Definition of blues

In snooker, the colour ball worth 5 points, whose spot is at the center of the table.

24 Random Essential Billiards Terms

When the cue ball is tucked behind the corner of a pocket, therefore not allowing a direct shot at the object ball without it bouncing of the corner of the rail.
The act of playing a devastating safety which leaves the opponent in a situation where it is very difficult or near impossible to make a legal hit on an object ball
A barrel is how much money per game a player is betting. As in, "I have ten barrels at $20 a game".
Also semi-massé shot. A moderate curve imparted to the path of the cue ball by an elevated hit with use of english (side); or a shot using this technique. Also known as a curve (US) or swerve (UK) shot. Compare massé.
The heavy, finely milled rock (slate) that forms the bed of the table, beneath the cloth. Major slate suppliers for the billiards industry are Italy, Brazil and China. Some cheaper tables, and novelty tables designed for outdoor use, do not use genuine slate beds, but artificial materials such as Slatrol.
Describes a player who needs only one more game win to be victorious in the match.
Either of the two shorter rails on a standard pool, billiards or snooker table. Contrast side rail/long rail.
A combination shot, where hitting the first ball rubs it against the center connecting line of two frozen object balls throwing the second out.
Shooting at an object ball that is already in motion at the moment of shooting and cue ball impact; illegal in most games and usually only seen in exhibition/trick shots.
To enter the loser bracket in a double elimination tournament, or otherwise slip in standing in other tournament formats (i.e., to lose a game/frame/round/match, but still remain in the competition).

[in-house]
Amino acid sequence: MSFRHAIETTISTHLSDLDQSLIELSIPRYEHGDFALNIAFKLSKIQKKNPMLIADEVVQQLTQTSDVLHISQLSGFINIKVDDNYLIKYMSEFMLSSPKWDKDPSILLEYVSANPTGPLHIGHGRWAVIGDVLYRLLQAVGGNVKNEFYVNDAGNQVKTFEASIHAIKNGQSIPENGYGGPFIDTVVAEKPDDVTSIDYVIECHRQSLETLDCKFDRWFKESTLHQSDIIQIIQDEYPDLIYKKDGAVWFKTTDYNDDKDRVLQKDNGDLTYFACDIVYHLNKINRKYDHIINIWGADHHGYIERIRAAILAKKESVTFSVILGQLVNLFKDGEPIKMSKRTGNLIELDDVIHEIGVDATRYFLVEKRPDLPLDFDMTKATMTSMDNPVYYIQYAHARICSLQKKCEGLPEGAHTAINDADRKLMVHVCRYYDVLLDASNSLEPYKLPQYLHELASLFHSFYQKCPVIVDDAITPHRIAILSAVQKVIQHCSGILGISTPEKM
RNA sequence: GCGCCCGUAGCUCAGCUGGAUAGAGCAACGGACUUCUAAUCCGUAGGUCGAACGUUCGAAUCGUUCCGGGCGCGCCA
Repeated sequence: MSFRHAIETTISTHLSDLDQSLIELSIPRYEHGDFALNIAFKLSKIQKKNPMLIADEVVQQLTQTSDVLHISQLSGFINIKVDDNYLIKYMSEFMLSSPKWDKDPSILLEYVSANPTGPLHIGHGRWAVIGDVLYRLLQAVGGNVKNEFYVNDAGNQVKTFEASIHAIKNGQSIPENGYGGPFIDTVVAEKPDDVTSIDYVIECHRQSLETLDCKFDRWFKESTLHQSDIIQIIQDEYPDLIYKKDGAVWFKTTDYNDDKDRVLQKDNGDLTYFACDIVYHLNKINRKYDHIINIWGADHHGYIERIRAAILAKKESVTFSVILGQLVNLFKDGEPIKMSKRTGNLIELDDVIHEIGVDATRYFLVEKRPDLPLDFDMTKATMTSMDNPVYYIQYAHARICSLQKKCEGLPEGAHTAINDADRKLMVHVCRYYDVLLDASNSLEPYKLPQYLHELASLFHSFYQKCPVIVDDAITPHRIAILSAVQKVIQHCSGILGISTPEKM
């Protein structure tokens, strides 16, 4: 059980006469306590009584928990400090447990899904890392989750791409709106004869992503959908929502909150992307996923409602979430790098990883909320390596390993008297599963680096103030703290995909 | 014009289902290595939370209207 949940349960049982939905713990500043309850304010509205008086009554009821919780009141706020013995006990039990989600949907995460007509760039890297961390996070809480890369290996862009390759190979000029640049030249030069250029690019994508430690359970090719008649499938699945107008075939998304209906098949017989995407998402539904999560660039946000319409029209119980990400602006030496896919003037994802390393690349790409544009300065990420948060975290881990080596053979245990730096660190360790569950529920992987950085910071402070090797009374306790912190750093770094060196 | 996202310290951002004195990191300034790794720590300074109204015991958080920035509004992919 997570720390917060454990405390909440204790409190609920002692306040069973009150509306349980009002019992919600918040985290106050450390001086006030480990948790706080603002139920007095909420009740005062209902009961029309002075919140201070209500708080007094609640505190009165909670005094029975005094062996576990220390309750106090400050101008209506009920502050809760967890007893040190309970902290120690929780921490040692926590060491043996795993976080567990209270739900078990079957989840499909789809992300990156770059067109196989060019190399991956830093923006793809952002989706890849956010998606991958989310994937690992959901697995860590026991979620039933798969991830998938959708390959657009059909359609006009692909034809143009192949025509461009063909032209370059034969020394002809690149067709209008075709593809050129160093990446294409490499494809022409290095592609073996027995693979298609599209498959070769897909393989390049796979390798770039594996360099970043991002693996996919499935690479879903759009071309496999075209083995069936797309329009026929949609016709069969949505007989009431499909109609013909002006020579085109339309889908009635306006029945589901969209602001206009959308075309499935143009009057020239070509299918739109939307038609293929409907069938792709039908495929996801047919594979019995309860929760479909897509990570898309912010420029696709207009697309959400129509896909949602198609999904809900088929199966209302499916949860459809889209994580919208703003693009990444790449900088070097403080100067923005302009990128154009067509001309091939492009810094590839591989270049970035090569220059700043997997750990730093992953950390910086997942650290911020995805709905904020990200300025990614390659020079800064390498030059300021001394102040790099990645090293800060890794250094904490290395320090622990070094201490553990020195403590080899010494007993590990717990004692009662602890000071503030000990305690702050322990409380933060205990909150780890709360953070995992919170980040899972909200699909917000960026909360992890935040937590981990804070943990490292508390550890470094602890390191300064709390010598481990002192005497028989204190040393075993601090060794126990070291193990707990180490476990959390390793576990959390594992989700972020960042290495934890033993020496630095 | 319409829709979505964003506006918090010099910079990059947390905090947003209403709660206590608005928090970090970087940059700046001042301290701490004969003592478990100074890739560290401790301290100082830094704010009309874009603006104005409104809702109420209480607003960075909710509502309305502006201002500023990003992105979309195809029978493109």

Same as mechanical bridge; so-called because of its typical shape.
Verb form: to shoot. The use of the cue to perform or attempt to perform a particular motion of balls on the table, such as to pocket (pot) an object ball, to achieve a successful carom (cannon), or to play a safety.

1- Shortened phrase of "ball-in-hand".

2 - In snooker, the ability to place the cue ball anywhere inside the boundaries of the D. This occurs at the start of a frame, and after the cue ball has been potted or forced off the table.
Also a short form of "Ball In Hand".

Also (chiefly British) shot programme. The enumerated trick shots that must be performed in the fields of artistic billiards (70 pre-determined shots) and artistic pool (56 tricks in 8 "disciplines").
In three cushion billiards, the most standard shot where the third ball is advantageously placed in a corner.
The object ball involved in a key shot.
This is the stick used to contact the cue ball in pool and billiards games. The cue stick is usually made of wood, features a special contact tip, and is usually tapered to slide through your hand. The price of these tools can range from oil change to transmission change depending on the quality of craftsmanship and design.
This is the ball that sits in the front, or apex, position in the rack.
This is a very easy and safe shot to execute in the game of one pocket.
Sometimes interchangeable with scratch, though the latter is often used only to refer to the foul of pocketing the cue ball. A violation of a particular game's rules for which a set penalty is imposed.
Also nurse shot, nursery shot. In carom games such as straight rail, balkline and cushion caroms, where all the balls are kept near each other and a cushion, and with very soft shots, can be "nursed" down a rail on multiple successful shots that effectively replicate the same ball setup so that the nurse shot can be repeated again (and again, etc.). Excessive use of nurse shots by players skilled enough to set them up and pull them off repeatedly at will is what led to the development of the balkline carom billiards game variations, and repetitive shot limitation rules in English billiards. A clear example of why: In 1907, Tom Reece scored a record break of 499,135 consecutive points over a period of five weeks, without a miss, using the cradle cannon nurse shot.
The horizontal plane directly in the center of the cue ball, which when hit exactly by the cue tip should impart no follow or draw.
The ornamentation on a cue, between the wrap and the joint, is often made by inlaying exotic materials into the wood so the inlays form points. The value of a cue is often based on the number points.
A well calculated successful slop shot that is usually hit a little harder than it should be and results in a pocketed ball or two without any fouls.